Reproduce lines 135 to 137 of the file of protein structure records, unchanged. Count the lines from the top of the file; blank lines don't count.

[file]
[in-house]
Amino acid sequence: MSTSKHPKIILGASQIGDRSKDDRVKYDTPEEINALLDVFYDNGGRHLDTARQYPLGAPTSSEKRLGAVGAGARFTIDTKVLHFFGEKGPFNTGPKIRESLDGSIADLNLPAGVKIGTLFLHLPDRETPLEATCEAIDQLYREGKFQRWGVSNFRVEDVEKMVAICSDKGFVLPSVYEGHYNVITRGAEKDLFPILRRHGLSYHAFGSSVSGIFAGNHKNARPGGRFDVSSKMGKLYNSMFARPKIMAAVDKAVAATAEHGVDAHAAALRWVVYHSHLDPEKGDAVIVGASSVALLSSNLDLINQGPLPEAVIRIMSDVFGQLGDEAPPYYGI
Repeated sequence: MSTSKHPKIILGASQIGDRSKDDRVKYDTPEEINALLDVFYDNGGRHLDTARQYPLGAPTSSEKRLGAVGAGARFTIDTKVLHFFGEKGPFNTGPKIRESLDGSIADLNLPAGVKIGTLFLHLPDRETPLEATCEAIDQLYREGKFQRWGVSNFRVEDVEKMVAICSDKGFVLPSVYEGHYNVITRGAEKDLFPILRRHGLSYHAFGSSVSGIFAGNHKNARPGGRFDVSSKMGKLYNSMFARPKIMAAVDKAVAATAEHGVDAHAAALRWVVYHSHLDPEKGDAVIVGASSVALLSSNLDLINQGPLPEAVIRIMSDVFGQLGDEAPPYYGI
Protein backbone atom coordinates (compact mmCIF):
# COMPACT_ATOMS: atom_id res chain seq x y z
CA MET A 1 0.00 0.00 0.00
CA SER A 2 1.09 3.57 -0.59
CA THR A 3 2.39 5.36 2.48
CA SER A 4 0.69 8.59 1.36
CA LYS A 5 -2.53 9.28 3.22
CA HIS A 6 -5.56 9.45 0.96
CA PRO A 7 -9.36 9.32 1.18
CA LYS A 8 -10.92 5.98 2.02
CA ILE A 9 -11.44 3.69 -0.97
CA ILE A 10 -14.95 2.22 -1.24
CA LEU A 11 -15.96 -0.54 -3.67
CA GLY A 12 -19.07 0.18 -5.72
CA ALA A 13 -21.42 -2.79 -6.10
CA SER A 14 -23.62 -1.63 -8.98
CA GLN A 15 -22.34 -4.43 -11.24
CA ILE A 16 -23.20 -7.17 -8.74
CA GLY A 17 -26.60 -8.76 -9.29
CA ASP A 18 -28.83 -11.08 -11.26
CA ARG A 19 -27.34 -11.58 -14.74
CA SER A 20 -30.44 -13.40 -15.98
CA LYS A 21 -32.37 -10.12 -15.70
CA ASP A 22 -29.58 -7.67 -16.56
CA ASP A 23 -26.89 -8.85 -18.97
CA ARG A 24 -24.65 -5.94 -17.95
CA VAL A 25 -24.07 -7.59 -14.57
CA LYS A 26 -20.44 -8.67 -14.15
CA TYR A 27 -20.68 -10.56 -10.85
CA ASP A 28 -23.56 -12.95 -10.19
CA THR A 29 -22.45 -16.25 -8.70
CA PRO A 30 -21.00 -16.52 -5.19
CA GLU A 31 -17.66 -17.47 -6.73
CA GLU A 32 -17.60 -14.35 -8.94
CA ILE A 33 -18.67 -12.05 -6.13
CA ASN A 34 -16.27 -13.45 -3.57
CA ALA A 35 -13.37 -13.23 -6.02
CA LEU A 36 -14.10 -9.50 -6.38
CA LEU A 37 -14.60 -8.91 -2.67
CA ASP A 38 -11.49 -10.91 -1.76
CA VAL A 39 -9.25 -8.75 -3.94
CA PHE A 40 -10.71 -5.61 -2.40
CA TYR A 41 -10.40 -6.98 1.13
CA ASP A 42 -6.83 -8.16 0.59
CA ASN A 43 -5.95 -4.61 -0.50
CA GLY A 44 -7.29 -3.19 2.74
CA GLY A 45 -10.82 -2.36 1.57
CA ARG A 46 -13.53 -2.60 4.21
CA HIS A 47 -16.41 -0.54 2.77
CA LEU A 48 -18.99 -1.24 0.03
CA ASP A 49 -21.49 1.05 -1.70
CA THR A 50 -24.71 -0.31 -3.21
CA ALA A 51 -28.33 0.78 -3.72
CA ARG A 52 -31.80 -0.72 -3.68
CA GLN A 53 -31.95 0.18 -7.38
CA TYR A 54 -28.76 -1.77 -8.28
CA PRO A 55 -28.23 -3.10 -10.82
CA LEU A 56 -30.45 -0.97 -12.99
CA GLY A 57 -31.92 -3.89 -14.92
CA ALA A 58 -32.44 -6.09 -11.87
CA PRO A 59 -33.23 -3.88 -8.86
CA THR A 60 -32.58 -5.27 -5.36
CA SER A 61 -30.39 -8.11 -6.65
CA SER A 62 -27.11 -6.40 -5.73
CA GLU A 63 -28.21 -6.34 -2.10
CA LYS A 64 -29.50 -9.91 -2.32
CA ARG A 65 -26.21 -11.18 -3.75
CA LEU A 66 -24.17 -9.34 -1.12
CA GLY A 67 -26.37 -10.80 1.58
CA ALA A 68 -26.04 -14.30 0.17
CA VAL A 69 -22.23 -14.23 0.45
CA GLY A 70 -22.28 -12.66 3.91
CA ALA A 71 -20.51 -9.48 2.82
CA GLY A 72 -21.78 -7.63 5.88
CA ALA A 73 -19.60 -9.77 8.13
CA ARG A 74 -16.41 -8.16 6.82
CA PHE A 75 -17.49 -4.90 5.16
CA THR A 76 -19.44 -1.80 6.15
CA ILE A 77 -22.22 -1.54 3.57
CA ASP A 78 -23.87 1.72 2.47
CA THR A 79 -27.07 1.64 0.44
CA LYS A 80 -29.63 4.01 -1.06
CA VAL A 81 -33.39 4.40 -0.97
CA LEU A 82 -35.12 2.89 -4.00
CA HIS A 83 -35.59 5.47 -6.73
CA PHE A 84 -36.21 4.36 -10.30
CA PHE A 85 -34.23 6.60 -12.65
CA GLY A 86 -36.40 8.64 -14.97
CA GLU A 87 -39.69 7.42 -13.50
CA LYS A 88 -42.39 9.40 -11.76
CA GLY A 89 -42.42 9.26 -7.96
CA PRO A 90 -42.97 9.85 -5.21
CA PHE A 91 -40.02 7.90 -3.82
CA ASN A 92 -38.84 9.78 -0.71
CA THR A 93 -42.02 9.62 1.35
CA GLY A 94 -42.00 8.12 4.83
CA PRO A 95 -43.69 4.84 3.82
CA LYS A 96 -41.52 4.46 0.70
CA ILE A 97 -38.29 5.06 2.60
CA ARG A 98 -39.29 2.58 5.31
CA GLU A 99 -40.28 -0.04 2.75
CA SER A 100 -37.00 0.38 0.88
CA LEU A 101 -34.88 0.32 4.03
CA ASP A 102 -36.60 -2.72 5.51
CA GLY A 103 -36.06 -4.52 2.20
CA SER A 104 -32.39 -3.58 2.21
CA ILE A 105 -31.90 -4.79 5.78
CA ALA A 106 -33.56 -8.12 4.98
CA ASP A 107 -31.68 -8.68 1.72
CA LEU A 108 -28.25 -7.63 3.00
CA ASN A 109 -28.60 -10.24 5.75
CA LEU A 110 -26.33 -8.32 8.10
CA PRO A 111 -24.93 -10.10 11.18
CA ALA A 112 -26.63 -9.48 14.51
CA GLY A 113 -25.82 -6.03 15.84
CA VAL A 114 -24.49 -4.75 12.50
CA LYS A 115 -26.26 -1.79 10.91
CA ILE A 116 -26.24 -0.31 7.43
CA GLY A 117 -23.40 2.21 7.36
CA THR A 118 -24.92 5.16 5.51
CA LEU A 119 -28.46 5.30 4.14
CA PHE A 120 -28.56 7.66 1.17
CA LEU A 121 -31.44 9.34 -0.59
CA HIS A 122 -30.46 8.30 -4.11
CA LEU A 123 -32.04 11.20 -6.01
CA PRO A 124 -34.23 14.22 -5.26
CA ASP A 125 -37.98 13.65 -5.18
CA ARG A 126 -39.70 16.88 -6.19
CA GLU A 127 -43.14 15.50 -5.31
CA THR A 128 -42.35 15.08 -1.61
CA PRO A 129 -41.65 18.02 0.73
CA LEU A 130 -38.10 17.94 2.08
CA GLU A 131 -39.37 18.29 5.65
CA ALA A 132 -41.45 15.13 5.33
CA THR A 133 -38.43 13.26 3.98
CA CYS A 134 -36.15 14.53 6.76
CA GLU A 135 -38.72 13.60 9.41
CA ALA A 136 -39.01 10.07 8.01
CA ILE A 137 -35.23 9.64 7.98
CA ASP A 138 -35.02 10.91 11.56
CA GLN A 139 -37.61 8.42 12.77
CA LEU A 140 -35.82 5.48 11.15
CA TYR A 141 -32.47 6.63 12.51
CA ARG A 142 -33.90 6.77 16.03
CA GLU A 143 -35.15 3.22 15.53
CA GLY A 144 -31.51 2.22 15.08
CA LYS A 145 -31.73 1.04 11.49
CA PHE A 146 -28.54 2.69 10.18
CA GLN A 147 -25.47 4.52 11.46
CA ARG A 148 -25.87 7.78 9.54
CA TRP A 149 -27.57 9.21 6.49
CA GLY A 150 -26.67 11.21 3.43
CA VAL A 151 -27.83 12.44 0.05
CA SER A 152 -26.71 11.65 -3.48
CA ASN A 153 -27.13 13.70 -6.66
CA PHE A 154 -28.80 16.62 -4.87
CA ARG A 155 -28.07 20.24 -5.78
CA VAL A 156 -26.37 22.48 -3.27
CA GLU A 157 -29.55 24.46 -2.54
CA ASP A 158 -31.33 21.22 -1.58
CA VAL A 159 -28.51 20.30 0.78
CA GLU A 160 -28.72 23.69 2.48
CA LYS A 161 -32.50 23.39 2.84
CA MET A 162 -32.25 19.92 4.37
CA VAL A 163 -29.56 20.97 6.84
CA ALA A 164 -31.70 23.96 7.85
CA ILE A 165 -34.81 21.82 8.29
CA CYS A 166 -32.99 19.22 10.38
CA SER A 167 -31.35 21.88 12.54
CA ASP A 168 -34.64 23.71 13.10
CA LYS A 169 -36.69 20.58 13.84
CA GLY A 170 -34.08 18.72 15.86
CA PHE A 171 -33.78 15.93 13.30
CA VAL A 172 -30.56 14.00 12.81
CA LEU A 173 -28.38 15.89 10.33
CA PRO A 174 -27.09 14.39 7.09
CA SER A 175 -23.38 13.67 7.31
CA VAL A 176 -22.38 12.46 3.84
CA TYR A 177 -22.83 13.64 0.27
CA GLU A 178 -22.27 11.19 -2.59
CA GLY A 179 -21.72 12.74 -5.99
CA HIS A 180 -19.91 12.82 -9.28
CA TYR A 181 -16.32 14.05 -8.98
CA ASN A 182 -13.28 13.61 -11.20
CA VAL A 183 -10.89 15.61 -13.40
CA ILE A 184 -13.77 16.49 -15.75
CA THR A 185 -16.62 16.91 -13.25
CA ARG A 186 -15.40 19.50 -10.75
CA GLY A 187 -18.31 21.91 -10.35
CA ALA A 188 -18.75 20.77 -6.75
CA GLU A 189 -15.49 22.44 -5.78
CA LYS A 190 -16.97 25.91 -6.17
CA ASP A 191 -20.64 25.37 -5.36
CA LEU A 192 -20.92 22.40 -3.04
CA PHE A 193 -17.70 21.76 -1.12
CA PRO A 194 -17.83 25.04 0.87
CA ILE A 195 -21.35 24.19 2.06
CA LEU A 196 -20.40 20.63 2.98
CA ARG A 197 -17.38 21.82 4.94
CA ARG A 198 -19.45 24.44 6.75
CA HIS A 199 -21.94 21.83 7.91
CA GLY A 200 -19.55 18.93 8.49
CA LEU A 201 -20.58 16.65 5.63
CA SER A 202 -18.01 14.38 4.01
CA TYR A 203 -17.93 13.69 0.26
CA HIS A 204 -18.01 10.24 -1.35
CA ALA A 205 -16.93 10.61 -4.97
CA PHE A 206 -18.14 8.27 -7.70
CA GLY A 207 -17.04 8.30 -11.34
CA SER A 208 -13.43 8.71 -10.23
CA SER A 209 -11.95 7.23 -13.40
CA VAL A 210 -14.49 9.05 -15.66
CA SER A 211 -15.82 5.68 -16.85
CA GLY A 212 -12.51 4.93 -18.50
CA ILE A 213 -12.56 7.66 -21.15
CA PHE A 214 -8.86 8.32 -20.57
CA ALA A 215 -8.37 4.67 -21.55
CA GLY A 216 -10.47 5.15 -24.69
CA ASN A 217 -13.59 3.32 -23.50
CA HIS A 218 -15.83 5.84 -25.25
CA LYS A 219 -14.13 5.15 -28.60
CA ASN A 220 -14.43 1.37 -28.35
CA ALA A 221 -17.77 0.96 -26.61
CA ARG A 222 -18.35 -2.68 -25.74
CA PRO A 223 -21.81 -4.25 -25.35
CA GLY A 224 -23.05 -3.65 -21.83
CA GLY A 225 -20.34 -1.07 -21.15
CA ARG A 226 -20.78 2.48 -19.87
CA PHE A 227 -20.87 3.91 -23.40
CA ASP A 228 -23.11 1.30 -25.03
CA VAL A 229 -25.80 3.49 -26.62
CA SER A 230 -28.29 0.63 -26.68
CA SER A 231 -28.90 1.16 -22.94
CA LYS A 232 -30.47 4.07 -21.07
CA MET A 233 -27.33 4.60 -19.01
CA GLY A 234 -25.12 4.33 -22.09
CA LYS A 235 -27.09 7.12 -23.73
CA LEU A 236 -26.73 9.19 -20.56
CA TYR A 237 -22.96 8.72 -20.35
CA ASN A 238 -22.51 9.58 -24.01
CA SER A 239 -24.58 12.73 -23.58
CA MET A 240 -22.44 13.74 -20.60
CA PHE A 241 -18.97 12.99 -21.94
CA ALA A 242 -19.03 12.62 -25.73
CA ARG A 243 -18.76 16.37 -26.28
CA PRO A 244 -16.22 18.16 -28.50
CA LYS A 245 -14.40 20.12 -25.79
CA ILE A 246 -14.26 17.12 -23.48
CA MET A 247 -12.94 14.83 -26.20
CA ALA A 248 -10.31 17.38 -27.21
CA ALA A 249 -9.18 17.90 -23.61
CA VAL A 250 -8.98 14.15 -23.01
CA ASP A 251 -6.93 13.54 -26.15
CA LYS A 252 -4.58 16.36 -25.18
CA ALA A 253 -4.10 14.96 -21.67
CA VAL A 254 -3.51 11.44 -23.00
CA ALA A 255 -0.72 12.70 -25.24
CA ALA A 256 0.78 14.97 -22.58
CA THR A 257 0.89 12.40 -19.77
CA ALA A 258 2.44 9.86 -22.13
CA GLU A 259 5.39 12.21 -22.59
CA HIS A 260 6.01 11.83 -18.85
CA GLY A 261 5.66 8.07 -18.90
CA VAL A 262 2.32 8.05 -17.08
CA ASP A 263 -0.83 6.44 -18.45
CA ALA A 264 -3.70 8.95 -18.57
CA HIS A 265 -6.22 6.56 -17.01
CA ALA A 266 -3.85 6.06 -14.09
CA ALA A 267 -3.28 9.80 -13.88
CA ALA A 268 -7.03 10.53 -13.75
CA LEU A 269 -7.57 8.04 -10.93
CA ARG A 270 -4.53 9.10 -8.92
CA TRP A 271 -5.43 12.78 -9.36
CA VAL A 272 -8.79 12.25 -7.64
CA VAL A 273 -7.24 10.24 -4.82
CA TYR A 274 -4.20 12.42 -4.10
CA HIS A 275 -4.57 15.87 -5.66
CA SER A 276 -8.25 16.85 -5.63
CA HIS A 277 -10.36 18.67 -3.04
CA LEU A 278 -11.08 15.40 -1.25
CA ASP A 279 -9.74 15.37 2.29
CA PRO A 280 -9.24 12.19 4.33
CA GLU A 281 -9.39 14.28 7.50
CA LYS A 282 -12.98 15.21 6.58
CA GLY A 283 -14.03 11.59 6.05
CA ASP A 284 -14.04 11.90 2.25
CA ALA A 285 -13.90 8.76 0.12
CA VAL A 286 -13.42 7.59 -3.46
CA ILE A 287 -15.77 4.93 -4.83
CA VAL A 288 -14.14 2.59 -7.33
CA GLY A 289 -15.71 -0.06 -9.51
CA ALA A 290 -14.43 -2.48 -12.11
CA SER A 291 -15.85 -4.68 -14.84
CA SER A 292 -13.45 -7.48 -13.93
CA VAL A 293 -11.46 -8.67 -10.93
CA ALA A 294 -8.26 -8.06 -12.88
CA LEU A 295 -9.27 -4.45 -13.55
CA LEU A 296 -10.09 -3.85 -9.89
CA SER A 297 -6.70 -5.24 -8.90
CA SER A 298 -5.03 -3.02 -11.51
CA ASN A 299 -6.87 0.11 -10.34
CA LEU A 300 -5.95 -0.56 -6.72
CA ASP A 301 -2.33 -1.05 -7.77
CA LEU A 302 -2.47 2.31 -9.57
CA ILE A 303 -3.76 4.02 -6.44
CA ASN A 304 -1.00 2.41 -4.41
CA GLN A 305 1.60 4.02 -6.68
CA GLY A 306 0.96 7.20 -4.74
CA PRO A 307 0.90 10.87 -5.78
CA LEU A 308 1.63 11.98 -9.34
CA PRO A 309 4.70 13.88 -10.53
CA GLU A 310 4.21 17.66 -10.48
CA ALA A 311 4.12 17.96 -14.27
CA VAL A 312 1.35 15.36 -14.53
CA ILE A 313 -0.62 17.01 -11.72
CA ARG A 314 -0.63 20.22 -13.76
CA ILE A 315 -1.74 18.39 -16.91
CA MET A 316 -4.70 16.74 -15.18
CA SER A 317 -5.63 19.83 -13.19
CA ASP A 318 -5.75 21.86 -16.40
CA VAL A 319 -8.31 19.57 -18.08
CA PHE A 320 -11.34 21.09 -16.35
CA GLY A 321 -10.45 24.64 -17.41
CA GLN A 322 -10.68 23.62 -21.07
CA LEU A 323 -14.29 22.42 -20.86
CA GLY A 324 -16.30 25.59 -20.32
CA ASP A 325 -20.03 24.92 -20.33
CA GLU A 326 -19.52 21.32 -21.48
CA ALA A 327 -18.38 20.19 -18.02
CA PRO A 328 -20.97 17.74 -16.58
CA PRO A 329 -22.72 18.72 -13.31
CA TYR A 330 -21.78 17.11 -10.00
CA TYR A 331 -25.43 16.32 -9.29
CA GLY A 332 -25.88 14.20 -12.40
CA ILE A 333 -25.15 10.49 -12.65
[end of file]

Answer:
CA LEU A 130 -38.10 17.94 2.08
CA GLU A 131 -39.37 18.29 5.65
CA ALA A 132 -41.45 15.13 5.33